“Rot” or “rotting” is not simply the presence of fungi, but rather the damage or disintegration (and ultimately dissolution) of the wood substance as the result of the presence (and growth) of fungi within the wood tissue. Wood does not decay simply because it is wet or ill maintained! The process may happen only if the wood has been attacked by certain fungi under some very specific environmental conditions of oxygen, temperature and moisture. As far as decay prevention is concerned, generally it is necessary to identify the attack, know the nature of the particular fungi, and the conditions necessary for their survival. Only then it may be possible to modify the wood’s service conditions or perhaps treat the wood to prevent the development of fungal growth.
The microscopic organisms that discolor and decay wood belong to a huge group of primitive plants known as fungi. Unable to produce their own food, fungi feed instead on natural substances that make up organic materials like leather, cloth, rattan, paper, and wood.
Mushrooms that spring from lawns and tree trunks are fungal “fruits”. They release millions of dust-size spores that are scattered helter-skelter by wind. When the conditions of the surface they eventually settle upon are right, spores germinate, sending out thread-like filaments called hyphae. Enzymes secreted by hyphae break down organic matter so fungi can use it for food.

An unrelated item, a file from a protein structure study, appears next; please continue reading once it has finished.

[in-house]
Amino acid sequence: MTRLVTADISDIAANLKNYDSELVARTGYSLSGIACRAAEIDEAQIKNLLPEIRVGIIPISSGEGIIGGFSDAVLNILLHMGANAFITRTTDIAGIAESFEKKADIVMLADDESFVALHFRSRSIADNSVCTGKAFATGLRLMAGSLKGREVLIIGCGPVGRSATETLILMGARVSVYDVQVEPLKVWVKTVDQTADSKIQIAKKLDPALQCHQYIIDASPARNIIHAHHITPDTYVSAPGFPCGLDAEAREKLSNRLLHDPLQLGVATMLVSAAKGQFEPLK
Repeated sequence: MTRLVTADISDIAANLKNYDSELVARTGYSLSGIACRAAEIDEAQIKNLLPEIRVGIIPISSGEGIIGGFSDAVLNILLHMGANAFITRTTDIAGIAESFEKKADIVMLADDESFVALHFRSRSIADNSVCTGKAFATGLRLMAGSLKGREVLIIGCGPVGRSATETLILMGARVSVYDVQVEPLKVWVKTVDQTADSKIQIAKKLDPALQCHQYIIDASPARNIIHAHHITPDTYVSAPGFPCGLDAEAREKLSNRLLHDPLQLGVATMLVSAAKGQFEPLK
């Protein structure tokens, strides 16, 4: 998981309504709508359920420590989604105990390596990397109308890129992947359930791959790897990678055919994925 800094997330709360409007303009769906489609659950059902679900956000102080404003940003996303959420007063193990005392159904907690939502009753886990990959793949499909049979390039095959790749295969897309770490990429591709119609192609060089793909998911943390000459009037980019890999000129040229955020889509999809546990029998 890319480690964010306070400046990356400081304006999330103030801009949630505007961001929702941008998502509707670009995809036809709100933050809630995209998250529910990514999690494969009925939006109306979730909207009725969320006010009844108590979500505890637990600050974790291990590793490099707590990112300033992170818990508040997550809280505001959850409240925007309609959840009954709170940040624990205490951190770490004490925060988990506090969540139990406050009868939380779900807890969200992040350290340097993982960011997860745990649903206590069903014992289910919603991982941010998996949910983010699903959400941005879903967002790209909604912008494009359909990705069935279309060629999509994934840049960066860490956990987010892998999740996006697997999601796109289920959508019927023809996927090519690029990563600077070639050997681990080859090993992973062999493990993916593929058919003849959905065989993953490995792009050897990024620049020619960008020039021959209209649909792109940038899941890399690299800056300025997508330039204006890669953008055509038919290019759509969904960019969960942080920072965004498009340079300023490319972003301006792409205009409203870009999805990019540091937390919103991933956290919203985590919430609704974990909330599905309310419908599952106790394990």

Before fungi can colonize wood, four requirements must be met: an oxygen supply, temperature in the 40 to 100 (F range, a supply of sufficient moisture, and a food source (wood). Infection can be prevented by eliminating any one of the requirements. Obviously, it’s hard to limit oxygen. Temperature control is tough too, since most living things thrive in this range. And even at subfreezing temperatures, many fungi don’t die, they just go dormant.
The most effective “method” of preventing fungal deterioration of wood is to keep it dry. Most fungi need a wood moisture content of at least 20% to carry on. With the moisture content of wood indoors over most of the United States cycling annually between 6% and 16%, it’s too dry for most microorganisms to get started.
In exterior or other situations where wood can’t be kept dry, decay has been delayed traditionally by using naturally rot-resistant woods like Western red cedar and redwood. Nature has partially protected these woods from fungi by depositing toxic extractives in their heartwood. But supplies of naturally durable woods are too small to meet today’s demand at an ecologically and economically acceptable price. In imitation of Nature, less naturally durable woods are impregnated with pesticides like CCA (chromate copper arsenate) that extend their service life by 30 to 50 years or longer.
One of the most common ways to prevent exterior wood from rotting is to wrap or cover the wood with a maintenance free material like PVC coated aluminum. It is important to note that any rotten wood covered up will continue to rot, so it is important to make sure the wood is not decaying before it is covered.
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